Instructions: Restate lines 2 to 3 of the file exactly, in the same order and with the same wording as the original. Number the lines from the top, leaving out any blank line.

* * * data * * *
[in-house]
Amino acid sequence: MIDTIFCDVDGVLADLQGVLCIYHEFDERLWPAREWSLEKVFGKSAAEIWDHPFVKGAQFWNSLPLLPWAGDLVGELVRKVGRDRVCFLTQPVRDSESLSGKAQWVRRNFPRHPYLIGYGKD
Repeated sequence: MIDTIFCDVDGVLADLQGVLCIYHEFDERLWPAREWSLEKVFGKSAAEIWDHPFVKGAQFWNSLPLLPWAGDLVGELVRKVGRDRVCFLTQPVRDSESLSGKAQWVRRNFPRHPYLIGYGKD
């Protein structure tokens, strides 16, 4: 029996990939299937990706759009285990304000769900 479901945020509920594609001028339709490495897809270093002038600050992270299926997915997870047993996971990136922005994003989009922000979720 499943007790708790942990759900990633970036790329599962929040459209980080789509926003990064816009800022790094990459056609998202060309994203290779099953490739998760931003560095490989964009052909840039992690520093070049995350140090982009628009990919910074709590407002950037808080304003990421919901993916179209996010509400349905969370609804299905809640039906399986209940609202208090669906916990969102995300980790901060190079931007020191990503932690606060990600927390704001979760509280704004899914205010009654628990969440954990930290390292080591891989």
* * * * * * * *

Amino acid sequence: MIDTIFCDVDGVLADLQGVLCIYHEFDERLWPAREWSLEKVFGKSAAEIWDHPFVKGAQFWNSLPLLPWAGDLVGELVRKVGRDRVCFLTQPVRDSESLSGKAQWVRRNFPRHPYLIGYGKD
Repeated sequence: MIDTIFCDVDGVLADLQGVLCIYHEFDERLWPAREWSLEKVFGKSAAEIWDHPFVKGAQFWNSLPLLPWAGDLVGELVRKVGRDRVCFLTQPVRDSESLSGKAQWVRRNFPRHPYLIGYGKD